And the work goes on. Reminds me of Watchmen.
- Florida Events, Month by Month.
- US Army, Technical Manual, TM 55-2210-224-34, INTERMEDIATE DIRECT SUPPORT AND INTERMEDIATE GENERAL SUPPORT MAINTENANCE MANUAL FOR LOCOMOTIVE, DIESEL-ELECTRONIC ... (NSN 2210-01-158-2980), 1987.
- Fundamentals of Operating Systems.
Or to borrow from the official summary: An introverted teenage girl with an unconventional superpower, Taylor goes out in costume to find escape from a deeply unhappy and frustrated civilian life. As she risks life and limb, Taylor faces the dilemma of having to do the wrong things for the right reasons…Readers should be cautioned that Worm is fairly dark as fiction goes, and it gets far darker as the story progresses.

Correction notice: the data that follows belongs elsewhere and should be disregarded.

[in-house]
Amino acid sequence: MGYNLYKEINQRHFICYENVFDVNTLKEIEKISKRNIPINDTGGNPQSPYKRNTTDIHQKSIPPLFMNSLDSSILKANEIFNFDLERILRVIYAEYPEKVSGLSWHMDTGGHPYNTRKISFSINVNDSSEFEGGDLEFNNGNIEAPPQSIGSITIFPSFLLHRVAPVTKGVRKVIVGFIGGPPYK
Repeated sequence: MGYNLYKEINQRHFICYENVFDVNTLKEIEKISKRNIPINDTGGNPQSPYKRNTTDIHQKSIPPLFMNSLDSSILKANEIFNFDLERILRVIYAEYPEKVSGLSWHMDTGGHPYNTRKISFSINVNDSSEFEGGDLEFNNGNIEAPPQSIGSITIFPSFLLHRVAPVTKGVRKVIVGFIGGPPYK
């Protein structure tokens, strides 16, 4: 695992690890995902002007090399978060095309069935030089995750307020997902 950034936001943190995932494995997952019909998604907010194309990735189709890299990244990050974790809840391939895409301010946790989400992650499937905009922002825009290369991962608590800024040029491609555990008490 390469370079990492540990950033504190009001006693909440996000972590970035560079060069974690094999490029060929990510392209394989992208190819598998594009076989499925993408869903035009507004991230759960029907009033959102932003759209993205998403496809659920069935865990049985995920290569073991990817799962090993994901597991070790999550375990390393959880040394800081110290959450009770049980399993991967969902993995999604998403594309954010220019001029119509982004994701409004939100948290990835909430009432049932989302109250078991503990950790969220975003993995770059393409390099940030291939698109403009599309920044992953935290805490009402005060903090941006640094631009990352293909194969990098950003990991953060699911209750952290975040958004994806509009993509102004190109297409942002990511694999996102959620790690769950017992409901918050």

Bloomberg - Are you a robot?
Just the opposite on every count, really. The work is not perfect. The opening is perhaps too slow: the first fight with Lung, which hooked me, took a while to happen as it only really starts in ch4. In the middle, I suspect there was perhaps too much material devoted to the Slaughterhouse Nine arc and not enough to later plot arcs like Taylor joining the heroes or dealing with later Endbringers. But the flaws are relatively small and hopefully will be addressed in the editing process. I read Worm after it was finished and I continued to see positive reviews of it, such as Eliezer Yudkowsky : …I commend to you…the just-completed story Worm , which is roughly 1.